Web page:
Rodriguez is due back in court June 26.
California recently passed a law that eliminates some of the barriers to accessing records on egregious police misconduct and deadly use of force. With the floodgates open, journalists, like KPCC investigative reporter Annie Gilbertson, are elated and terrified. Just one police violation can come with hundreds of associated documents for journalists to comb through.
So, instead of fighting tooth and nail for the scoop, over 30 media organizations across the state are teaming up to share resources, bodies and insight as they begin the arduous task of combing through the newly-available records. The coalition is called the California Reporting Project. Bob Garfield talked with Gilbertson about what the project is uncovering.
1. This post has no technical content. As the tag indicates, it’s entirely “Nerd Self-Help”—thoughts I’ve recently found extremely helpful to me, and that I’m hopeful some others might be able to apply to their own life situations. If that doesn’t interest you, feel free to skip.
2. I’m using the numbered list format simply because I have a large number of interrelated things to say, and getting each one down precisely seems more important than fashioning them into some coherent narrative.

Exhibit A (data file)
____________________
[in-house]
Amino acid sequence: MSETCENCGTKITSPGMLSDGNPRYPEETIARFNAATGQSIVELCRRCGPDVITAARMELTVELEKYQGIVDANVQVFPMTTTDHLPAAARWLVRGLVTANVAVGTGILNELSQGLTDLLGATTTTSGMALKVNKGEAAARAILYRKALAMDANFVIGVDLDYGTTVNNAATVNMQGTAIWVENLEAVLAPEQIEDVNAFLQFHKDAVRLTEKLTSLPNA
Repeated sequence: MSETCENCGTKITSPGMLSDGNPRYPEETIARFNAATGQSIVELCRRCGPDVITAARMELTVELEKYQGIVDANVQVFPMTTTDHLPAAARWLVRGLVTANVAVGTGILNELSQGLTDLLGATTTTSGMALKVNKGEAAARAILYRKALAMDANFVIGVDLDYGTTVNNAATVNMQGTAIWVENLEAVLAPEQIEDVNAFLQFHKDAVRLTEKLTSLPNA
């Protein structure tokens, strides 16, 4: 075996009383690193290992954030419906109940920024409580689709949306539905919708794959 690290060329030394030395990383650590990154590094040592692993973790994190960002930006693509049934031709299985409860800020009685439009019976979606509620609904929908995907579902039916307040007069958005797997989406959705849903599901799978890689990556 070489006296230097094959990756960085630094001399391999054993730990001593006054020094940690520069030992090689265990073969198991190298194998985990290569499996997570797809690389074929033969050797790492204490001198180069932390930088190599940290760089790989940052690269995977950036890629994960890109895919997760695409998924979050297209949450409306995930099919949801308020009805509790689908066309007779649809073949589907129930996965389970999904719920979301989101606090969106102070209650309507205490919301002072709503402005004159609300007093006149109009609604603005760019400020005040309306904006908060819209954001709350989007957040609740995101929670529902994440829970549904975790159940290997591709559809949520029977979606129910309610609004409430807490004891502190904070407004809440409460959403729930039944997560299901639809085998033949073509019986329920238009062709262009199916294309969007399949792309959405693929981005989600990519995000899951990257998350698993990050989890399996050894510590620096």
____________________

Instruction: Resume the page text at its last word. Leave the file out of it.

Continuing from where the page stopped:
But you, readers, armed with wisdom I lacked, can reach a happy place in your lives a hell of a lot faster than I did.
An important reason for people to blog and share their stories.
Public Safety Committee Chair Vice Mayor John Kennedy, City Manager Steve Mermell and Pasadena Chief of Police John Perez at a recent Committee meeting. The Public Safety Committee of the Pasadena City Council will receive interim Pasadena Police Chief John Perez’s Monthly Report, which details statistics on crime in the City over the past year and the steps the Pasadena Police Department is taking to reduce crime incidents.
Psychology has a golden rule: If I am warm, you are usually warm. If I am hostile, you are too. But what happens if you flip the script and meet hostility with warmth? It's called "noncomplementary behavior" — a mouthful, but a powerful concept, and very hard to execute. Alix and Hanna examine three attempts to pull it off: during a robbery, a terrorism crisis and a dating dry spell.
Wow! Just wow! This concept is certainly worth thinking about in greater depth.
I loved the story of police and harassment; it is particularly interesting given the possible changes we could make in the world using these techniques. It shows what some kindness and consideration can do to reshape the world.